VaR AND THE BLACK SWAN….Joe Nocera has a good piece in the New York Times Magazine today about VaR, the risk model that established a virtual hegemony on Wall Street before the great financial implosion of 2007-08. Nassim Nicholas Taleb, author of The Black Swan, argues that the fundamental problem with VaR lies not in its technical guts, but in the fact that it’s specifically designed to exclude potential catastrophes:
In its most common form, [VaR] measures the boundaries of risk in a portfolio over short durations, assuming a “normal” market. For instance, if you have $50 million of weekly VaR, that means that over the course of the next week, there is a 99 percent chance that your portfolio won’t lose more than $50 million.
….VaR is often measured daily and rarely extends beyond a few weeks, and because it is a very short-term measure, it assumes that tomorrow will be more or less like today. Even what’s called “historical VaR” a variation of standard VaR that measures potential portfolio risk a year or two out, only uses the previous few years as its benchmark.
….Yet even faulty historical data isn’t Taleb’s primary concern. What he cares about, with standard VaR, is not the number that falls within the 99 percent probability. He cares about what happens in the other 1 percent, at the extreme edge of the curve….A good example was a credit-default swap, which is essentially insurance that a company won’t default. The gains made from selling credit-default swaps are small and steady and the chance of ever having to pay off that insurance was assumed to be minuscule. It was outside the 99 percent probability, so it didn’t show up in the VaR number. People didn’t see the size of those hidden positions lurking in that 1 percent that VaR didn’t measure.
Taleb has been making this argument for quite a while, and obviously events have proven him prescient. But I’ve always had a couple of problems with his critique. First, our current economic crisis isn’t really a black swan, is it? Things like this have happened fairly regularly during the past century (and before), on the order of once a decade at least, and maybe more often than that. Pretending that this was a wildly improbable event strikes me as nothing more than a sophisticated version of “nobody could have predicted.” After all, if the crash of 2008 really was a one-in-a-hundred (or one-in-a-thousand) event, then it really is true that even reasonable people couldn’t have been expected to foresee it.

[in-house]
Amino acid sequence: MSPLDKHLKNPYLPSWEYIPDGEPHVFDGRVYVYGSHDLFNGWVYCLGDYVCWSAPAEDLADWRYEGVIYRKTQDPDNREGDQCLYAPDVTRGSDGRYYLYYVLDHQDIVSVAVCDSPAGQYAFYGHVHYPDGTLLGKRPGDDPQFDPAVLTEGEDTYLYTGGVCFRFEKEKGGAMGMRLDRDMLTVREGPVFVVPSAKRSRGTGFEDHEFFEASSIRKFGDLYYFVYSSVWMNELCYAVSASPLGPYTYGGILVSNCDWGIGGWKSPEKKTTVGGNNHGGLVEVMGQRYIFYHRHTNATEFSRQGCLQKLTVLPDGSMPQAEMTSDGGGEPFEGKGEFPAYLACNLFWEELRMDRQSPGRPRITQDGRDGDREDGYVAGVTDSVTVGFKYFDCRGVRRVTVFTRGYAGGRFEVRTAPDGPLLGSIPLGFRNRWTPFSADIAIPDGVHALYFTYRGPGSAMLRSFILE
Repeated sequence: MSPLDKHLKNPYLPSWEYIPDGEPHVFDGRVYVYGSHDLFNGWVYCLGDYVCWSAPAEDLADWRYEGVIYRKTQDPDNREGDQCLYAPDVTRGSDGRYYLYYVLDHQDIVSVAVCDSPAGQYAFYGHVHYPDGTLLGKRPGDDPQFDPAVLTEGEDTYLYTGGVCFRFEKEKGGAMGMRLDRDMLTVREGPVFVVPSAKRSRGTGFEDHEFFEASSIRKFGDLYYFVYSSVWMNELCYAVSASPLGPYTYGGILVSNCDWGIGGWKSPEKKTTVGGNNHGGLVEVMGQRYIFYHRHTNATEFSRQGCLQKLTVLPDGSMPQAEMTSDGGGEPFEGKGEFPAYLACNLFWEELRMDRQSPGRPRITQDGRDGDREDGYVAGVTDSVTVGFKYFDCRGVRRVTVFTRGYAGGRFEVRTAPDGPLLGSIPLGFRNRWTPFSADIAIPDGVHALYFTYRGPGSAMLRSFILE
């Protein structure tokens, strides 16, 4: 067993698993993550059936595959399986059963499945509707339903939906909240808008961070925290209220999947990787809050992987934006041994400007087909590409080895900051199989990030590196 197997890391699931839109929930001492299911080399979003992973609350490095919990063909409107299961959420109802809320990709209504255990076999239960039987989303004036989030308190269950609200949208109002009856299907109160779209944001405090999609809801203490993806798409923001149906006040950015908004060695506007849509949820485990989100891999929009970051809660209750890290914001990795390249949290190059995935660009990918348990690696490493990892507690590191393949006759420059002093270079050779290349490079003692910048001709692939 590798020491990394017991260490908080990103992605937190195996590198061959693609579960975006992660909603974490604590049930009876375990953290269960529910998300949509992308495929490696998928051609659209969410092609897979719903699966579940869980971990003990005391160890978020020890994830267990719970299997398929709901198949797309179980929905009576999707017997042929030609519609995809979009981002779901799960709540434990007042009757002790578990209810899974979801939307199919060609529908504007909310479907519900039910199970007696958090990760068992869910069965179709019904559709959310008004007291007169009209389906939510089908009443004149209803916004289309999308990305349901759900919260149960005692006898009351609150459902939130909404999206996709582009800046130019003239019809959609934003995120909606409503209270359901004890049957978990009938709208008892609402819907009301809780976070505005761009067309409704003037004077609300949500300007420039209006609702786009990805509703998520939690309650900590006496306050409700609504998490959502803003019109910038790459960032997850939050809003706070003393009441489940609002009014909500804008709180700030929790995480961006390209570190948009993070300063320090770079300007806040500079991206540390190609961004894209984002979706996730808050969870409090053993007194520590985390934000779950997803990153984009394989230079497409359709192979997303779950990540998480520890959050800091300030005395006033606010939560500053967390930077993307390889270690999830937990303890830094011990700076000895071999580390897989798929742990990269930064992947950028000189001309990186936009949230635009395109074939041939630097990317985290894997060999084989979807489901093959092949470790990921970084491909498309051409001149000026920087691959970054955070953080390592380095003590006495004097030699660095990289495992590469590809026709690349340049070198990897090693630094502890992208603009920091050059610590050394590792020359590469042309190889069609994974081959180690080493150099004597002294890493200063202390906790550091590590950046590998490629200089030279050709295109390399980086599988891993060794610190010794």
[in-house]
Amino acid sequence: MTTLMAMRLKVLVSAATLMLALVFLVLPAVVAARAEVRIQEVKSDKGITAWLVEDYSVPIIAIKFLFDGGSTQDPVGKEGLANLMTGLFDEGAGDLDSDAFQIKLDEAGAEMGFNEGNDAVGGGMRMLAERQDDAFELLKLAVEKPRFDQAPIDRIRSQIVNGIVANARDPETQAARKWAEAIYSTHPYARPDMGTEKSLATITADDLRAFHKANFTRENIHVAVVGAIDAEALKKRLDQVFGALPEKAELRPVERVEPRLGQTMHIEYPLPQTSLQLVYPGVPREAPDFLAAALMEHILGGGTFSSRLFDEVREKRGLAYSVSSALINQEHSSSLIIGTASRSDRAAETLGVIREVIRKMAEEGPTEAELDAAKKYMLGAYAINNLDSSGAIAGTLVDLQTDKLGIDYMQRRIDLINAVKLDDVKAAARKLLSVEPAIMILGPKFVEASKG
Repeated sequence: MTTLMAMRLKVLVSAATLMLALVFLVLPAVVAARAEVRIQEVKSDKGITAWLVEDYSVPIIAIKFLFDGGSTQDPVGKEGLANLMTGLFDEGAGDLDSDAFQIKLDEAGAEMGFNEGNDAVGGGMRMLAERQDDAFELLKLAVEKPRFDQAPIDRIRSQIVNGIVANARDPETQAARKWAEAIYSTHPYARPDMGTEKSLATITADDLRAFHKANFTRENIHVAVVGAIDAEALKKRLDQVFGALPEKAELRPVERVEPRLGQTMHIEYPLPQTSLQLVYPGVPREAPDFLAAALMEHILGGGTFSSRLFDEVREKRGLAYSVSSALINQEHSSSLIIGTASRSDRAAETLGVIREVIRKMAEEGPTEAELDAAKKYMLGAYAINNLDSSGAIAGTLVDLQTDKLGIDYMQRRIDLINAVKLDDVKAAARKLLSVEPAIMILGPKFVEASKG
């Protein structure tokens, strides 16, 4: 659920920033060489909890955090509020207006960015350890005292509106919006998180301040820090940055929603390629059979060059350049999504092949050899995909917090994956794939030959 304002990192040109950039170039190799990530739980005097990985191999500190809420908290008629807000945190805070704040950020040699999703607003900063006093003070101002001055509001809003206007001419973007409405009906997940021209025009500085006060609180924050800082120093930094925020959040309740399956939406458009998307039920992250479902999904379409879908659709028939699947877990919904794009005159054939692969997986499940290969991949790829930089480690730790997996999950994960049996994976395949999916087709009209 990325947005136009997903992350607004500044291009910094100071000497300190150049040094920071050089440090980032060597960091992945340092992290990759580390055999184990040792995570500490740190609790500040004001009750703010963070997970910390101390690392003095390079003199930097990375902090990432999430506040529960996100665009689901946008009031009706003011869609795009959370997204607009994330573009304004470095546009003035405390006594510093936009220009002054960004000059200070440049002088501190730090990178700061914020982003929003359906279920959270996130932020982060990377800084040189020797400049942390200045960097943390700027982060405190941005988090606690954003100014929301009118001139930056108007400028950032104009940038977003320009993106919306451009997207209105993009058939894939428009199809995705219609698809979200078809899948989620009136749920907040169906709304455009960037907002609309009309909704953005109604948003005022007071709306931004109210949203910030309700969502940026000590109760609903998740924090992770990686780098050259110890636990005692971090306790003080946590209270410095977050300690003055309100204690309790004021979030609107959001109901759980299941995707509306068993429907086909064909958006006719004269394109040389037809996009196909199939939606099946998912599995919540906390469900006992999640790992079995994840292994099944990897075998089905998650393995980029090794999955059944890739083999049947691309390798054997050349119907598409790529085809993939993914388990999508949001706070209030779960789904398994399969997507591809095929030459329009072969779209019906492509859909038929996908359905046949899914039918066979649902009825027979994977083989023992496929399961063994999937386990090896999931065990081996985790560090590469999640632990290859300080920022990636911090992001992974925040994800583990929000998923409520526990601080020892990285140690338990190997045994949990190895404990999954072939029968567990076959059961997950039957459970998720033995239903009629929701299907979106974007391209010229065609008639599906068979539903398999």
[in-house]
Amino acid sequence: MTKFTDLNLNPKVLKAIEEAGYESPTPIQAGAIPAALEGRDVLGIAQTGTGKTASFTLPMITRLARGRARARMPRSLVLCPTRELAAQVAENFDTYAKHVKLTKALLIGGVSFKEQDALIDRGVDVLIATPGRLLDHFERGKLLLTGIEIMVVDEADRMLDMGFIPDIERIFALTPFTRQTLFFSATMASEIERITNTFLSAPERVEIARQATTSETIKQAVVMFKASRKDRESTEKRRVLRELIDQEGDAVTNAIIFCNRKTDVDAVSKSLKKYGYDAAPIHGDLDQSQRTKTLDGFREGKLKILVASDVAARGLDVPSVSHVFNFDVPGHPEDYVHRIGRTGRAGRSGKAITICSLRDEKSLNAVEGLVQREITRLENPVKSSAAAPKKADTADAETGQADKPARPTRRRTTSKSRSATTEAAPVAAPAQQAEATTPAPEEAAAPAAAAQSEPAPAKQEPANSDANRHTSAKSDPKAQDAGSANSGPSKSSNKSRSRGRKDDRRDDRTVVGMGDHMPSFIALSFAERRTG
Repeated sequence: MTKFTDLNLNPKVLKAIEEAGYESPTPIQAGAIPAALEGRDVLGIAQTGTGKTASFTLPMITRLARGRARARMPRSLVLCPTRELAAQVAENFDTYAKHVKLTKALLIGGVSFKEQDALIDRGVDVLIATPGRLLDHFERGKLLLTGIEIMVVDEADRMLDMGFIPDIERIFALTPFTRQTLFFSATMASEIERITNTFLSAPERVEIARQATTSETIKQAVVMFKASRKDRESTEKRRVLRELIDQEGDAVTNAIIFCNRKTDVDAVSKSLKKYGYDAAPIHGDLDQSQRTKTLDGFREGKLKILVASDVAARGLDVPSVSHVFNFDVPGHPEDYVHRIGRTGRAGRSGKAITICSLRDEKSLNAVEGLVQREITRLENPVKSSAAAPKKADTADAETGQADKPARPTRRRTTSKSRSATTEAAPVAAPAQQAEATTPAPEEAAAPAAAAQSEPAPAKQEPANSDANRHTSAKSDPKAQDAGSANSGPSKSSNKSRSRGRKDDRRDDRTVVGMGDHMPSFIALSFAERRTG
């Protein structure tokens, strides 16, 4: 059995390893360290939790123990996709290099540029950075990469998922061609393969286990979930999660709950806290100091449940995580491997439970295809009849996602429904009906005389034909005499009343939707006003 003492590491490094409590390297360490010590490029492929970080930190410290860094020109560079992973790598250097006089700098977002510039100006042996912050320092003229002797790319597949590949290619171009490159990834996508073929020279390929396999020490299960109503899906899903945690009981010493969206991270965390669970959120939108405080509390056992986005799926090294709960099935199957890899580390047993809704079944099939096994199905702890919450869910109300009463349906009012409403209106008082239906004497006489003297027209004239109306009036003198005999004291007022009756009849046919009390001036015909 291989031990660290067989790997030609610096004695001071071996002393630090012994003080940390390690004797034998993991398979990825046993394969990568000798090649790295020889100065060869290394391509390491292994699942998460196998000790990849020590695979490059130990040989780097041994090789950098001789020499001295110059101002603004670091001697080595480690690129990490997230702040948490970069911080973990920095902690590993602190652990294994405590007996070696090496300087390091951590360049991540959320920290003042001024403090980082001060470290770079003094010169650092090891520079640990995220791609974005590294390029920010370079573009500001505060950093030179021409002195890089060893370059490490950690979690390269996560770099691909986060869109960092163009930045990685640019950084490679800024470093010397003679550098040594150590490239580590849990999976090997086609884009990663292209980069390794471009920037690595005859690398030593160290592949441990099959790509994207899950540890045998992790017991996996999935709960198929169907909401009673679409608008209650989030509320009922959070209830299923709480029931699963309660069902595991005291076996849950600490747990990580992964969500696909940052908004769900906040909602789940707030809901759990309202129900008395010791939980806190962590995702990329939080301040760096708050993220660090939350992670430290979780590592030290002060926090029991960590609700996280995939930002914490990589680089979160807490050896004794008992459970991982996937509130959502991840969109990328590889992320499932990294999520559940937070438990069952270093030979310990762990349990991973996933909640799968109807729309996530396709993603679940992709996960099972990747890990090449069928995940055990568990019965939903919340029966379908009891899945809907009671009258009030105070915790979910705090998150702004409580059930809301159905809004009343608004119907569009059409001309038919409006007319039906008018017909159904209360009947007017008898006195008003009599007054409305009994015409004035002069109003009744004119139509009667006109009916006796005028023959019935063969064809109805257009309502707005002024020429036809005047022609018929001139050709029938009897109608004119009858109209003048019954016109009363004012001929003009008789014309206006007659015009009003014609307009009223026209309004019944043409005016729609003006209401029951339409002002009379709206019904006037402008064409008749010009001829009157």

Second, I’ve never seen Taleb explain what we should do about this. What’s his advice? Here’s Nocera: “Taleb likes to say that, as a trader, he has made money only three times in his life in the crash of 1987, during the dot-com bust more than a decade later and now. But all three times he has made a killing.” Fine. He’s made money three times in the past two decades. But he knows perfectly well that this doesn’t work on a broad scale. Ordinary trading desks have to make daily trades based on evaluation of ordinary risks. That’s how global finance gets done. So the question is: given the fact that we need ordinary global finance, and not everyone can just sit around waiting to make a killing on black swans, what should all these ordinary trading desks be doing to protect themselves against possible meteor strikes?
Taleb doesn’t seem to say (though maybe he has and I just haven’t seen it), but this is what I’d like to hear more about, especially since he seems to have a lot of interesting and perceptive ideas about the behavioral basis of finance and financial crashes. In the meantime, Nocera’s article is a good read, even if it doesn’t really provide any answers.
UPDATE: Yves Smith pans Nocera’s article here. I’m a little puzzled by a lot of what she says, since it strikes me that Nocera wrote at length about topics that she says he ignored, and in no way wound up “defending a failed orthodoxy.” But maybe I’m missing something.